1. Being private can give companies flexibility, as they only have to answer to a handful of shareholders, and not hundreds of public shareholders, when performing acquisitions, divestitures, business expansions, product extensions, etc. Having to answer to the public for your every move can make a company feel hamstrung.
  2. SEC scrutiny for public companies is intense, and being private means you are subjected to (somewhat) less stringent reporting rules. This applies to scrutiny in (1), as well!
  3. Believe it or not, private companies and PE firms often have easier access to the debt markets, in large part because of the tight relationships between PE firms and lenders.
  4. A CEO might believe that her or his company is undervalued by the public, and therefore may seek to go private in order to achieve a more fair value for the company.

Whatever their reason, it’s clear that PepBoys would rather not continue to use the public markets to raise capital.

So you see, there is a lot to think about when considering Private Equity. By no stretch of the imagination is it solely vulture capitalism, nor is it all success and roses. The answer lies in between, and hopefully by paying attention to my stream, I might be able to teach you a little bit about it.
Note: All opinions contained herein are my own, and not necessarily representative of my employer(s).

Jan 18

SOPA stands for Stupidly Organized, Pitiful Attempt

 
I know, I know, everyone’s talking about it. I just have to say one thing:

In my opinion, the worst thing about SOPA is that it proves that people completely out of touch with the current online economy are the ones responsible for crafting legislation governing the online economy.

And that opinion reflects me giving lawmakers credit! Because after reading the bill, I can honestly say that it’s a piece of shit legislation. If you’re for it or against it, this much is true: the bill is alarmingly poorly thought-out. What does that say about Congress?

 

Jan 16

Celebrating Martin Luther King, Jr.

On this day commemorating Dr. Martin Luther King, Jr., I’d like to recognize the efforts of the 54th Regiment Massachusetts Volunteer Infantry.

Authorized in March 1863 by Massachusetts Governor John A. Andrew, the 54th was among the first official black units in the United States during the Civil War. Governor Andrew hand-picked Colonel Robert Gould Shaw to lead the 54th, and the unit received ample supp…ort from northern abolitionists in the form of clothing, flags, and equipment.

Though the 54th began its tenure engaged in physical labor, it quickly gained recognition for its stalwart efforts. Its most significant engagement occurred at the Second Battle of Fort Wagner near Charleston, SC. Colonel Shaw died in this battle, alongside 53 of his men. 15 were captured, 52 missing, and 149 wounded. Though the South eventually repelled the North, the 54th was lauded for its valor.

Their efforts are credited for encouraging further enlistment of African-American troops. One soldier, William Harvey, was awarded the Medal of Valor some 37 years later, for grabbing the U.S. flag as its bearer fell and shouting, “Boys, the old flag never touched the ground!”

The legacy of the 54th is immortalized in the 1989 film “GLORY,” directed by Edward Zwick and starring Matthew Broderick, Denzel Washington, Cary Elwes and Morgan Freeman.

 

Jan 10

The Grindstone Spins, Yea, Inexorably to my Nose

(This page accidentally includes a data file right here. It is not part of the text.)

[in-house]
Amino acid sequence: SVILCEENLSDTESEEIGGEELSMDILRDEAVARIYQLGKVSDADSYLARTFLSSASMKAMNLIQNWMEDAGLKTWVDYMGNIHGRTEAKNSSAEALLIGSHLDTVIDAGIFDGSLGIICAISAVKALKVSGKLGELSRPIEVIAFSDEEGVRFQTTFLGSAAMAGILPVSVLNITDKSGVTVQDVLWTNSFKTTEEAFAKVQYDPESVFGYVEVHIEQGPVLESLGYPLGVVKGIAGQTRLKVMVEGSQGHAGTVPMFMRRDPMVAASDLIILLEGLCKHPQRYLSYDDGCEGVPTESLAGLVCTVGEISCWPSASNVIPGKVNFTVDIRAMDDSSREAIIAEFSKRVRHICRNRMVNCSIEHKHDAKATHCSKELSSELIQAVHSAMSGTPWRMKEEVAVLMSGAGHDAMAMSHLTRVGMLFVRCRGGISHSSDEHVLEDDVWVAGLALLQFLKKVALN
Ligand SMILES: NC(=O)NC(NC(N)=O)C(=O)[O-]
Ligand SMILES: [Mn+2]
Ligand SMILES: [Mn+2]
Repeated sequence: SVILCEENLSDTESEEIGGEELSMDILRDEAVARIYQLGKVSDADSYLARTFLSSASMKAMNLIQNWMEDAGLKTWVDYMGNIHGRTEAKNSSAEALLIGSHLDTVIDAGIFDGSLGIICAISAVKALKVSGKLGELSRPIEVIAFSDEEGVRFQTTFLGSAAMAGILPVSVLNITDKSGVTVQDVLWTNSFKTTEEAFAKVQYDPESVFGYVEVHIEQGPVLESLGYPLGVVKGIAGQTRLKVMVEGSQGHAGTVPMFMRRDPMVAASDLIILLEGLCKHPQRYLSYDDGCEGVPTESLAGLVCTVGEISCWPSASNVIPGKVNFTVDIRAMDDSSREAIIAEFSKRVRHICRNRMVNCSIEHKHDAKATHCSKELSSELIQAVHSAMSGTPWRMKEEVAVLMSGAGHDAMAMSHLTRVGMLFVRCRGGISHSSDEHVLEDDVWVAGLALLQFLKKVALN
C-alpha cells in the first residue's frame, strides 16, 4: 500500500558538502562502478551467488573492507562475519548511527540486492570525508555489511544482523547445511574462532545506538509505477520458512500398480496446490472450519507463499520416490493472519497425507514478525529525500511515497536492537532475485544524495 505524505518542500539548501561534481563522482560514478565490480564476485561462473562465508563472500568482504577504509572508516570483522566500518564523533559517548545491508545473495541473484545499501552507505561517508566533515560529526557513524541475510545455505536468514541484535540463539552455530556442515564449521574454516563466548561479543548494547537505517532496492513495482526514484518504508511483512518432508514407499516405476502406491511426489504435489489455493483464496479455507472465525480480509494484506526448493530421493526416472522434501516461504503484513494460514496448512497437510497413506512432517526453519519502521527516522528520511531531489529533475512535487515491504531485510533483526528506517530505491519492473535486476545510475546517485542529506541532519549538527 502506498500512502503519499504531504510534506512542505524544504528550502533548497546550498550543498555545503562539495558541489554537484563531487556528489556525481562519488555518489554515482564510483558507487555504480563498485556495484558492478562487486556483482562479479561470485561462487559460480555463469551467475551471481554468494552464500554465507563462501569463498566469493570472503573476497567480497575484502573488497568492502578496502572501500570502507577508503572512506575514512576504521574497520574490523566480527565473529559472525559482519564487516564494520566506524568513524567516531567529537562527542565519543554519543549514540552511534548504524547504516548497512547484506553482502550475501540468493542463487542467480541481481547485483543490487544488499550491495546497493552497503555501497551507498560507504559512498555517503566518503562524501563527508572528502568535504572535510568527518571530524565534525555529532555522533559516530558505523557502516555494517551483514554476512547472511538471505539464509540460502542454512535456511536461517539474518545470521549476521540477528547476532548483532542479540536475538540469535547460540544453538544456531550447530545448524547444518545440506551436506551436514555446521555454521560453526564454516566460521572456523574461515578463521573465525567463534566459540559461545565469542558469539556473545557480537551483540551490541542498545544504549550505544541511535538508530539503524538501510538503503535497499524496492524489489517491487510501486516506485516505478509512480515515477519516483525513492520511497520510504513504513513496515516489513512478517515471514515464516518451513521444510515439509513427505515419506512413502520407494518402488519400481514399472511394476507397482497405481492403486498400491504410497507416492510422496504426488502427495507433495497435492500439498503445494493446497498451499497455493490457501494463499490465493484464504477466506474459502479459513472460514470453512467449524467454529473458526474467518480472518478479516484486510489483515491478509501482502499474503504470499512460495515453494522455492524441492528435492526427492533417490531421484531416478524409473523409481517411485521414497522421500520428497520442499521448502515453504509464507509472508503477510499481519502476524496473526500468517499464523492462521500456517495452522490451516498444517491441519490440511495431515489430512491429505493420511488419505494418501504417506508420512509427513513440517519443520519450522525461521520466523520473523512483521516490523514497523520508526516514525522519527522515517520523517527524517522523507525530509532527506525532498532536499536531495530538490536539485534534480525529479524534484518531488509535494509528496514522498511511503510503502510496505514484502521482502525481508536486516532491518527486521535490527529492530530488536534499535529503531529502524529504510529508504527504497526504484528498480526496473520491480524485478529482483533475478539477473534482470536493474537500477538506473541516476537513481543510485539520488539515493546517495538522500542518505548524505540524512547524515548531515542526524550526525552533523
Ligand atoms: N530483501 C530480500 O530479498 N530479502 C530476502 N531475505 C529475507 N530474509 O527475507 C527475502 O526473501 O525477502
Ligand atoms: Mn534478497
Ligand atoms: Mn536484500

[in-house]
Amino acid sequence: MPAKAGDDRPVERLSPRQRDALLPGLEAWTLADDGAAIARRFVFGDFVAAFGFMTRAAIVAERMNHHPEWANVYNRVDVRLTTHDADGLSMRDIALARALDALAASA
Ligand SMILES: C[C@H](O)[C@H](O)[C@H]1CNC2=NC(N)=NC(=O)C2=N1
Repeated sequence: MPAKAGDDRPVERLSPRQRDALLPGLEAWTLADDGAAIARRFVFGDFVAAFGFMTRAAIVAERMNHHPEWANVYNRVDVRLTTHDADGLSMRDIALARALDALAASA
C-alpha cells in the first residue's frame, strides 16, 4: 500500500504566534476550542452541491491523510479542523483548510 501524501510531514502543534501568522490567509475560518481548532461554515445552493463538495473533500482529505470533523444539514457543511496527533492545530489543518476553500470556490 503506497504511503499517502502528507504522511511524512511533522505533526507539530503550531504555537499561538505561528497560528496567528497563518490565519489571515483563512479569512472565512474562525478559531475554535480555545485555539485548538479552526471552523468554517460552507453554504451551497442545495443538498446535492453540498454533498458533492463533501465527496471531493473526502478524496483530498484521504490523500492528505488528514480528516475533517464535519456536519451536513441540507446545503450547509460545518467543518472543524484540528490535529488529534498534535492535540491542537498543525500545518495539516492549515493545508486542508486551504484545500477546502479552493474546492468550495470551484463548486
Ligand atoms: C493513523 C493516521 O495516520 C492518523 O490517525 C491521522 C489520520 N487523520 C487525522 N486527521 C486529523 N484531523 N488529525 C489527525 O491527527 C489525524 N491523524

So, I’m back to it.

56 months, three homes, three continents, two novels, one startup, one independent film, and one beautiful baby boy later, and I’m back where I (basically) began my career: Nautic Partners, a private equity firm with $2.5 billion of equity capital under management. I suppose the time had come to rediscover what the phrase “steady career” means. I’m going to be responsible for limited partner (a.k.a. investor) relations and, when the time comes, fundraising. The guys and gals here at Nautic are awesome, not to mention gracious for letting me re-join after a lengthy hiatus, and I’m happy about my new job. It’s like I never left – which I admit is a bit scary, kind of like those infinite time loops caused by Q in Star Trek: The Next Generation.

Anyway, do not fret!

  • Dead Man’s Burden is in the editing process, and you can all expect to have your socks blown off by Jared Moshe‘s kick ass western in 2012. I’m still helping him out on it, and that means I’m still going to talk about it. Sorry folks.
  • Superman Jed Lau’s startup Memoir Tree (www.memoirtree.com) continues to hurtle towards a successful launch in early 2012. I will stay involved on a more limited basis, but I will keep helping during beta.
  • I promise I won’t become a corporate tool (again).

HAVE AT YE, GRINDSTONE!

 

Dec 25

Happy Holidays from Dead Man’s Burden!

We’ll see you in 2012! Visit us at www.facebook.com/deadmansburden for updates.

Dec 25

Happy Holidays from Memoir Tree!

Thanks to all of you for a fantastic 2011. We hope you are all as ready as we are to launch Memoir Tree in 2012!

Dec 13

Memories Tuesday: The Ford F-Series

At Memoir Tree, we want to make sure that we not only provide you with a fun and easy way to record your family stories, but also help spur more memories so that you can find some of those neat anecdotes that are hidden away. That’s why we’d like to introduce Memories Tuesday. On Memories Tuesday, we will post about various topics that may (or may not) remind you of an old memory.

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For me, cars are one of those things that always spur memories. Whether it’s my first car (a 1992 Ford Thunderbird), my dream car (Aston Martin DB9), my muscle car (Ford Fairlane), or any other beautiful vehicle … the memories always seem to flow.

The Ford F series is among the most popular model lines of all time. It began in 1948 as the Ford Bonus-Built, and as you can see, incorporated a lot of design elements that were both stark and modern for the time. The shape and size changed tremendously over the next sixty-plus years, but its popularity never waned.

My wife’s grandfather has a tenth gen F-350, and I’ve used that bad boy for many a job. Moving a piano, moving an entire dining room set, hauling rocks and dirt, you name it. It’s served the family well for over ten years.

Does anyone else have some old car memories?